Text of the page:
When I was turning out faith-based voters for George W. Bush in 2000, John McCain refused to endorse or even meet with Bush for two months after losing the nomination. The idea that Speaker Paul Ryan not endorsing Donald Trump on the spot, a week before they met, hurts Trump’s campaign is ridiculous.
When McCain and Bush finally met two months after Bush wrapped up the nomination, the Guardian reported McCain’s belated endorsement was “tepid,” and that his body language showed he was not enthusiastic. Yet Bush went on to win despite President Bill Clinton enjoying 60 percent approval ratings throughout the campaign (see Gallup graph).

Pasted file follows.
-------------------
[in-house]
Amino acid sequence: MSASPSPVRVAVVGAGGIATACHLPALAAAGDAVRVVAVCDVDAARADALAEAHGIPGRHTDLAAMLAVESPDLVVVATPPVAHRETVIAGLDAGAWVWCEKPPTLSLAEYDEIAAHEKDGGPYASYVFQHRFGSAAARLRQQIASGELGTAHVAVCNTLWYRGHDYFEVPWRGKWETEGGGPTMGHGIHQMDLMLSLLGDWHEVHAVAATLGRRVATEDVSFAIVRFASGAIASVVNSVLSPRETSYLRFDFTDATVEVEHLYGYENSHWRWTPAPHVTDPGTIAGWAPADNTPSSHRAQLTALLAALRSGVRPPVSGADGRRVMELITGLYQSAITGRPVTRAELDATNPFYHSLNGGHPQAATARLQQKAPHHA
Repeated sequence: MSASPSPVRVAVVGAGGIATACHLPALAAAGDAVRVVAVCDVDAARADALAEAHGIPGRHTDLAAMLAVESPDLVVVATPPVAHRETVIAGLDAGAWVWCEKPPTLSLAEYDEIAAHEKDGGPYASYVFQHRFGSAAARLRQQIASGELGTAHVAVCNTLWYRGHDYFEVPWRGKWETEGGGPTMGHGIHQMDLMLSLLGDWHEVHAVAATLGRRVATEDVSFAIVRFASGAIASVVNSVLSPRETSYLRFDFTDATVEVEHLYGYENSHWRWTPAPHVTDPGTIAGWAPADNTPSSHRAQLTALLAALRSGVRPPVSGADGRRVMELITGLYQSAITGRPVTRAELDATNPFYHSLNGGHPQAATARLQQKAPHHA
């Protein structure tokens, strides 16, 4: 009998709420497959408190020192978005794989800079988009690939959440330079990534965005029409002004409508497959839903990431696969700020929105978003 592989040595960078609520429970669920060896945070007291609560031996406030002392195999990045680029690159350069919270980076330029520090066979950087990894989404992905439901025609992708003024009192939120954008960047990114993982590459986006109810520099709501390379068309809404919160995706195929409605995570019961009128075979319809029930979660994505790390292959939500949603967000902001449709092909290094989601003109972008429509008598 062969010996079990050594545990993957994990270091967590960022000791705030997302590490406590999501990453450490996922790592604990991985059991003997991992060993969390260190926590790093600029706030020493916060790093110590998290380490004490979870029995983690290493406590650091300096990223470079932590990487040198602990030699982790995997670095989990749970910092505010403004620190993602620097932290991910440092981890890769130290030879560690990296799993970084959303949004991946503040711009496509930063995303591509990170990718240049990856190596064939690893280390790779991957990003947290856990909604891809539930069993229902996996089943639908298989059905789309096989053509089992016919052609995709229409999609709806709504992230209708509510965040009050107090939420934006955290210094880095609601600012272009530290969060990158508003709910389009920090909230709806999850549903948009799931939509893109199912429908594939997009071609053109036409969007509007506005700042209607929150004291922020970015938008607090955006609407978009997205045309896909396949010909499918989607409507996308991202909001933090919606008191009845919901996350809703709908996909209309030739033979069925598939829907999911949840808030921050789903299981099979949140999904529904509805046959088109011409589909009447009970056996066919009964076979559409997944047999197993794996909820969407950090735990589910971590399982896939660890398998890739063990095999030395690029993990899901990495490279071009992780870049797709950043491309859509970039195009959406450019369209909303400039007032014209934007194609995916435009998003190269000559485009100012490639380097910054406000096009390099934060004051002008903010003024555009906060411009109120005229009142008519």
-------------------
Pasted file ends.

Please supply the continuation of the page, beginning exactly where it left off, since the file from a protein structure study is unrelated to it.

Now the narrative is that President Obama’s 52 percent approval rating in Gallup polls, coupled with a divided party in which the highest ranking Republican in the land said he was meeting with the presumptive nominee in a week, spells doom.
I had the same experience with Paul Ryan when I had a minute to talk with him at the Wisconsin State GOP Convention last year. I asked if he would support bringing back the Reagan-era tax credit that allowed people to keep the first $200 they were going to send the IRS and instead send it to a candidate of their choice.
Ryan did not “immediately endorse my plan.” He is a deliberative leader. He asked questions to let me spell out the states that used a similar system, and how much less revenue they received. That gave me a chance to put together information (e.g. the plan only keeps $821,000 a year from Virginia state coffers, and voter participation in states that use it was at 68% to 58%). If reporters had been there, I guess they could have written headlines saying, “Ryan refuses to re-instate Reagan-era tax credit, Republicans in disarray!”